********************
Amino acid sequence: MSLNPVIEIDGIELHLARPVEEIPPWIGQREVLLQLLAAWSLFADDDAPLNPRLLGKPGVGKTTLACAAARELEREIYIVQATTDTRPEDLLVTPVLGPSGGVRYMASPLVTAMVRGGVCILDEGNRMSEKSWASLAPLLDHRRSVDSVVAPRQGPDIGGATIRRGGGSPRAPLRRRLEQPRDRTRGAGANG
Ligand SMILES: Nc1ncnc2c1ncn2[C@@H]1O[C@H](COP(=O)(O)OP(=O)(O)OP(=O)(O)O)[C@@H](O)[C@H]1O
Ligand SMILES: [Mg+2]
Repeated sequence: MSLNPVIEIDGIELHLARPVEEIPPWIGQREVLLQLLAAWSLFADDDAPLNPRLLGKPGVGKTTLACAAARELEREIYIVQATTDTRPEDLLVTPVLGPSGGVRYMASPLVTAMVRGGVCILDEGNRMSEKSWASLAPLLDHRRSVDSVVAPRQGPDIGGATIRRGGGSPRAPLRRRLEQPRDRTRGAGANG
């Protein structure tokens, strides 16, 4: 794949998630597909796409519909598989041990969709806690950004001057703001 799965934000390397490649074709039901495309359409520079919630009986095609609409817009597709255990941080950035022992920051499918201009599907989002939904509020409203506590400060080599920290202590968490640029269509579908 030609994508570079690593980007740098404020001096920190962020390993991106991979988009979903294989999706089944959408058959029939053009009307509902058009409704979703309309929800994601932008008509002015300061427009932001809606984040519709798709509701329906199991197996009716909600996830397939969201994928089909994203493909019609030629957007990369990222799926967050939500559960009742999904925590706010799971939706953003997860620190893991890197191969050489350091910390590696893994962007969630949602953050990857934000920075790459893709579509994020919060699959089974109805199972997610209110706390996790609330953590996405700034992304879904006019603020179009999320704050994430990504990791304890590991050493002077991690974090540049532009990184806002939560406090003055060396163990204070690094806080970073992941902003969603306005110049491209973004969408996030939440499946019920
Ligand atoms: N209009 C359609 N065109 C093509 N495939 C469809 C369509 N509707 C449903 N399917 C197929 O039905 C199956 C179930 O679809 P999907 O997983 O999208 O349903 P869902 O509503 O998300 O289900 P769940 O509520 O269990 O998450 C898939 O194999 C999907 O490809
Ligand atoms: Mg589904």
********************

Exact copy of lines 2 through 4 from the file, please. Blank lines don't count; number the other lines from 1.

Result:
Ligand SMILES: Nc1ncnc2c1ncn2[C@@H]1O[C@H](COP(=O)(O)OP(=O)(O)OP(=O)(O)O)[C@@H](O)[C@H]1O
Ligand SMILES: [Mg+2]
Repeated sequence: MSLNPVIEIDGIELHLARPVEEIPPWIGQREVLLQLLAAWSLFADDDAPLNPRLLGKPGVGKTTLACAAARELEREIYIVQATTDTRPEDLLVTPVLGPSGGVRYMASPLVTAMVRGGVCILDEGNRMSEKSWASLAPLLDHRRSVDSVVAPRQGPDIGGATIRRGGGSPRAPLRRRLEQPRDRTRGAGANG